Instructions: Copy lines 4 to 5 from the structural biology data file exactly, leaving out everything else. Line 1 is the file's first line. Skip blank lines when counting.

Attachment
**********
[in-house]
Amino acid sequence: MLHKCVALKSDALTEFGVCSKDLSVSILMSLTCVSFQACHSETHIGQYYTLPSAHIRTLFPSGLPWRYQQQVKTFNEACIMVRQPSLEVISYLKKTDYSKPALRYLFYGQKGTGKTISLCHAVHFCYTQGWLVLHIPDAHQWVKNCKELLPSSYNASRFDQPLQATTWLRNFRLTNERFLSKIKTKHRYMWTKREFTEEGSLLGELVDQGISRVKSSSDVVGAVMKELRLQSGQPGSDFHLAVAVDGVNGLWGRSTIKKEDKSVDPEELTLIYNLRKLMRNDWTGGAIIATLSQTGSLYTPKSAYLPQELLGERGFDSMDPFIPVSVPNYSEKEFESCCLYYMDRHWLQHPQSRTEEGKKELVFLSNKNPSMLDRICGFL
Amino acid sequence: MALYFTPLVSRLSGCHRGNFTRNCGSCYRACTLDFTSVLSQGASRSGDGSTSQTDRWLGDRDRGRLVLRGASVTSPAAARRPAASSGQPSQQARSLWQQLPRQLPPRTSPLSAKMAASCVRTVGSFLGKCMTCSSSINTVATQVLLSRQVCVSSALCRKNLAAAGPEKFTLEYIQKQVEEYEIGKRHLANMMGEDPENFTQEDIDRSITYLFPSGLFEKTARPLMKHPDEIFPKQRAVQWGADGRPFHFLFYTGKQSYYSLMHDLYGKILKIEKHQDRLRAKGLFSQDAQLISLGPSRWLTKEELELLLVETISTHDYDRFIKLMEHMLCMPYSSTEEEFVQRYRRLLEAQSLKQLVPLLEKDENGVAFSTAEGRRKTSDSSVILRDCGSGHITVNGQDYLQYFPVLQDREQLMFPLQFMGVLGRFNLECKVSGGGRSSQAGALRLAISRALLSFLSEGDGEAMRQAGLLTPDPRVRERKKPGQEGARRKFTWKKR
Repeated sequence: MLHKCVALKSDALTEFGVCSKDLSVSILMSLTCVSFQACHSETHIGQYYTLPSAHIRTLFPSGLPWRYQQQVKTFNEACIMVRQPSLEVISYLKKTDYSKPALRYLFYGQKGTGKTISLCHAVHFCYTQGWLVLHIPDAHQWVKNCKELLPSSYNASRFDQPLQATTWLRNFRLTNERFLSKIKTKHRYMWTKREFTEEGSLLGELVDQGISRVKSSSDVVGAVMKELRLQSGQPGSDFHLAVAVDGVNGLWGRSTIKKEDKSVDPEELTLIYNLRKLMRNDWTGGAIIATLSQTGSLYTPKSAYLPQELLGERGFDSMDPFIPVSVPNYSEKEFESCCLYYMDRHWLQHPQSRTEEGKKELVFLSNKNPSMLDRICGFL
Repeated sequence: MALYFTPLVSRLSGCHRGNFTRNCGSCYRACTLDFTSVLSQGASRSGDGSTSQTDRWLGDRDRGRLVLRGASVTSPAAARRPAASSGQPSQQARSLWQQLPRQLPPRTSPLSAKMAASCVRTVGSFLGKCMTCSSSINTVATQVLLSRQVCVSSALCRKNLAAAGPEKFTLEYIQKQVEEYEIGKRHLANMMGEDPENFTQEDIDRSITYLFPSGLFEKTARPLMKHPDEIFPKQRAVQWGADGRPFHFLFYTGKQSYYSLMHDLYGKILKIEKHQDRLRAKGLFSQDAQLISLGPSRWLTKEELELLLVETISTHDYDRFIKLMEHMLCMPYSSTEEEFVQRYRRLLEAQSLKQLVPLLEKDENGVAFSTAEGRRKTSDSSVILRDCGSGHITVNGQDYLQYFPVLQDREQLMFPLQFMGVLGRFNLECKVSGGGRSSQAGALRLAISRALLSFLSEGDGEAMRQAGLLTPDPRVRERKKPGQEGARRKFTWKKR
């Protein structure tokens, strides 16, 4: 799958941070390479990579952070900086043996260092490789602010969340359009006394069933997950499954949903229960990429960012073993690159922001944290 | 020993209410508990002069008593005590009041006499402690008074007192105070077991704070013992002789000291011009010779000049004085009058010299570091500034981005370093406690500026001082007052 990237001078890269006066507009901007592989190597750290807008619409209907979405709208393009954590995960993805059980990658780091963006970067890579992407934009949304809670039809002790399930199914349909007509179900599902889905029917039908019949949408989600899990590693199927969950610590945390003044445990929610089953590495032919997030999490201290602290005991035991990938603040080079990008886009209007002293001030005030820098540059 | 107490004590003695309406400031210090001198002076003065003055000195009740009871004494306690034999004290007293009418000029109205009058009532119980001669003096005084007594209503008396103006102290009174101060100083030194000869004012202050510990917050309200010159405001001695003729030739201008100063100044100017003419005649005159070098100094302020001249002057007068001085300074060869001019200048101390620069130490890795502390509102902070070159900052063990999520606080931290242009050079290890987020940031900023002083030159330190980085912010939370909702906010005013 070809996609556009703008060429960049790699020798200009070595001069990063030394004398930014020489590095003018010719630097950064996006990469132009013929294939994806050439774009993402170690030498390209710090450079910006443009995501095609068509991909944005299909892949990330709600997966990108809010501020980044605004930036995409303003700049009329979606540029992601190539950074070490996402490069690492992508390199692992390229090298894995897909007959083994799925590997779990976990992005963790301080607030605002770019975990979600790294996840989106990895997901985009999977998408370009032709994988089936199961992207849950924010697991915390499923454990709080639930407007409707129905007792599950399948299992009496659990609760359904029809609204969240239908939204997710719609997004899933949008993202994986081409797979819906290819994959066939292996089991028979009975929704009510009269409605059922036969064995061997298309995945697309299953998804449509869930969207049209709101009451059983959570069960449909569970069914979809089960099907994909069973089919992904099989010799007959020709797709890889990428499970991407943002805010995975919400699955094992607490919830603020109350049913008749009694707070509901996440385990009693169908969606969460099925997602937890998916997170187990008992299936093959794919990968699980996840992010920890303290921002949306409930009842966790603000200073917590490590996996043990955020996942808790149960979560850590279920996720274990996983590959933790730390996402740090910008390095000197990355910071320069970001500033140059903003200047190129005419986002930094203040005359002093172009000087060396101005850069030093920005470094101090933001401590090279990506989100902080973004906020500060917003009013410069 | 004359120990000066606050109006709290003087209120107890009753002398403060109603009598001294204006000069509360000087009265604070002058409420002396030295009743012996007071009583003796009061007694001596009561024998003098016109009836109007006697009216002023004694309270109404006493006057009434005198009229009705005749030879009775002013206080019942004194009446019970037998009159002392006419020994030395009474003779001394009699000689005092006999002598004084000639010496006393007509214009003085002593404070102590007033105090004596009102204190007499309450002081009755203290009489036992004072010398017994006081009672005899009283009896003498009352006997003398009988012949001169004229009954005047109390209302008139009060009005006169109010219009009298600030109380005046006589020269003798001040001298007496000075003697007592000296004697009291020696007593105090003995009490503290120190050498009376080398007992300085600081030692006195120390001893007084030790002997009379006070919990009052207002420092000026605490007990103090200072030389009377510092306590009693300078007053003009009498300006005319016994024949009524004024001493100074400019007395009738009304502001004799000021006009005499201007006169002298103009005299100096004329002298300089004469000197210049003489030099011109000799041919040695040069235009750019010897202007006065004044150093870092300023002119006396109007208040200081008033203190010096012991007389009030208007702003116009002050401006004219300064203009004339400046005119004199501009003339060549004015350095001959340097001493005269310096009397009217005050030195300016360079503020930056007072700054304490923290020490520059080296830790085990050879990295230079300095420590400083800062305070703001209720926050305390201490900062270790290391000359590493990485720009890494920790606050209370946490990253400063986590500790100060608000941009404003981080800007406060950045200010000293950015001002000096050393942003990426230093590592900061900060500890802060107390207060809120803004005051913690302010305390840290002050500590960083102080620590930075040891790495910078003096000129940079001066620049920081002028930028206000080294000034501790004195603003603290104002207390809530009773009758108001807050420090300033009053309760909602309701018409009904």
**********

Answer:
Repeated sequence: MLHKCVALKSDALTEFGVCSKDLSVSILMSLTCVSFQACHSETHIGQYYTLPSAHIRTLFPSGLPWRYQQQVKTFNEACIMVRQPSLEVISYLKKTDYSKPALRYLFYGQKGTGKTISLCHAVHFCYTQGWLVLHIPDAHQWVKNCKELLPSSYNASRFDQPLQATTWLRNFRLTNERFLSKIKTKHRYMWTKREFTEEGSLLGELVDQGISRVKSSSDVVGAVMKELRLQSGQPGSDFHLAVAVDGVNGLWGRSTIKKEDKSVDPEELTLIYNLRKLMRNDWTGGAIIATLSQTGSLYTPKSAYLPQELLGERGFDSMDPFIPVSVPNYSEKEFESCCLYYMDRHWLQHPQSRTEEGKKELVFLSNKNPSMLDRICGFL
Repeated sequence: MALYFTPLVSRLSGCHRGNFTRNCGSCYRACTLDFTSVLSQGASRSGDGSTSQTDRWLGDRDRGRLVLRGASVTSPAAARRPAASSGQPSQQARSLWQQLPRQLPPRTSPLSAKMAASCVRTVGSFLGKCMTCSSSINTVATQVLLSRQVCVSSALCRKNLAAAGPEKFTLEYIQKQVEEYEIGKRHLANMMGEDPENFTQEDIDRSITYLFPSGLFEKTARPLMKHPDEIFPKQRAVQWGADGRPFHFLFYTGKQSYYSLMHDLYGKILKIEKHQDRLRAKGLFSQDAQLISLGPSRWLTKEELELLLVETISTHDYDRFIKLMEHMLCMPYSSTEEEFVQRYRRLLEAQSLKQLVPLLEKDENGVAFSTAEGRRKTSDSSVILRDCGSGHITVNGQDYLQYFPVLQDREQLMFPLQFMGVLGRFNLECKVSGGGRSSQAGALRLAISRALLSFLSEGDGEAMRQAGLLTPDPRVRERKKPGQEGARRKFTWKKR